Its a bird, a plane, a brussel sprout?

by irene on October 22, 2007

Sprouts

How many of you grew up absolutely hating brussel sprouts?  I know I did.  I’ll preface this post by saying that I hope my mother isn’t reading this blog as of late, and Mom, if you are, please stop reading now.  Thanks.

Now I’ll continue on…

Brussel sprouts for dinner were one of those traumatic events of my childhood.  It ranked right up there with beets, which I wrote about quite some time ago in this entry.   I vowed never to eat another brussel sprout after I was old enough to make such a proclamation without getting severely chastised.  Then I figured out that the brussel sprouts weren’t the problem, it was the preparation of the brussel sprouts which caused the aversion.

(Mom, you aren’t reading this right?  Don’t continue on if you are!)

When I was growing up, brussel sprouts came frozen in boxes.  Then you boiled them.  Then you served them.  Slimy.  Yes, slimy.  Beyond rutabaga (that’s yet another entry for a different time), brussel sprouts caused the children in our family nightmares.

But guess what?  Fresh, properly prepared brussel sprouts ARE NOT SLIMY.  It’s true.  They are solid, and crisp, and taste great!

Brussel Sprouts on the stemHave you ever seen a brussel sprout in the wild?  Go ahead.  Click on the picture to the left.  Most people have no idea what these little orbs of veggies look like in their natural state.  Yes, they look like they grow on mutant dwarf palm trees.  Does it scare you?  It may not, but it sure scared the heck out of Jimbo, my Shiba Inu, who was certain the house was being invaded by alien tropical trees.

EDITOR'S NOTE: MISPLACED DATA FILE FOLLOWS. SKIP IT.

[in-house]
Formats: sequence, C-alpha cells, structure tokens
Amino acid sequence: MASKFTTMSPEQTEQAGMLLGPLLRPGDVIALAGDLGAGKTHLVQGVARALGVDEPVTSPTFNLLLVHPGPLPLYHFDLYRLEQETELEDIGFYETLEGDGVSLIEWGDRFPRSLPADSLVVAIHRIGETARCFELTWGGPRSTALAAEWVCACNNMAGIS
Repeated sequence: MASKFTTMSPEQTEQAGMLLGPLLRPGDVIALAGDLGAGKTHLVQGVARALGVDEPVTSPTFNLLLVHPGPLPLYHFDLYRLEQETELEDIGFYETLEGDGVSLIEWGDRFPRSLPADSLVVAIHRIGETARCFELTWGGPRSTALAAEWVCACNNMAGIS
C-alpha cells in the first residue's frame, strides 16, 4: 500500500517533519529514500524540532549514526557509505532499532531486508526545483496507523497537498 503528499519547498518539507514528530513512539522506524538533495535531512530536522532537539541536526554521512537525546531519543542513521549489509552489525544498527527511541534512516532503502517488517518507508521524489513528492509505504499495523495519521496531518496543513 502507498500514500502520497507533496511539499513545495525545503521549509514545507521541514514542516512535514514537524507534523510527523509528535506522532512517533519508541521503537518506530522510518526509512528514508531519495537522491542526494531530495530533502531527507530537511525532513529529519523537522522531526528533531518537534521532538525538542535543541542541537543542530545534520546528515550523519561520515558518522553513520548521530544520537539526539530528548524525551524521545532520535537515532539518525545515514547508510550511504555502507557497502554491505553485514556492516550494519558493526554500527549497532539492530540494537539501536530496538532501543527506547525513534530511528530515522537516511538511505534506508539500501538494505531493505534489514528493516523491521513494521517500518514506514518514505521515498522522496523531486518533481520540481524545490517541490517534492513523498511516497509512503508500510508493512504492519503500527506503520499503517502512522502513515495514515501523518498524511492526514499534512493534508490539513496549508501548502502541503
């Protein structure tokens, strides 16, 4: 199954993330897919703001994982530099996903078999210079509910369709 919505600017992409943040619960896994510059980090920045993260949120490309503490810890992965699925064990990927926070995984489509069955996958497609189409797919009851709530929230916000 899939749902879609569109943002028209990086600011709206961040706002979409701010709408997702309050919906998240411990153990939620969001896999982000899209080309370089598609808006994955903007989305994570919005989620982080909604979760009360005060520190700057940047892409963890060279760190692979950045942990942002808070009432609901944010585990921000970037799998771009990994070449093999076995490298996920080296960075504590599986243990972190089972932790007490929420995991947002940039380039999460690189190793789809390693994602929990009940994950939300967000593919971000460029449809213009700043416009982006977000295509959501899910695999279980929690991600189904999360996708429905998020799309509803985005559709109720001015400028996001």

JimboSure, he looks regal in the picture on the right, but when confronted by wild brussel sprouts, he’s reduced to a whimpering wuss. 

But back to brussel sprout preparation.  First, cut them off the sprout.  Next, soak them in salted water to get any insects out of the leaves that may have called your stalk of sprouts home.  Then slice them in half, toss them with diced onions, garlic, olive oil, salt, and pepper, and roast at 425 for 30 – 45 minutes.

Stalk-O-SproutSoaking SproutsThe finished dish

(You read this, didn’t you Mom?)

 

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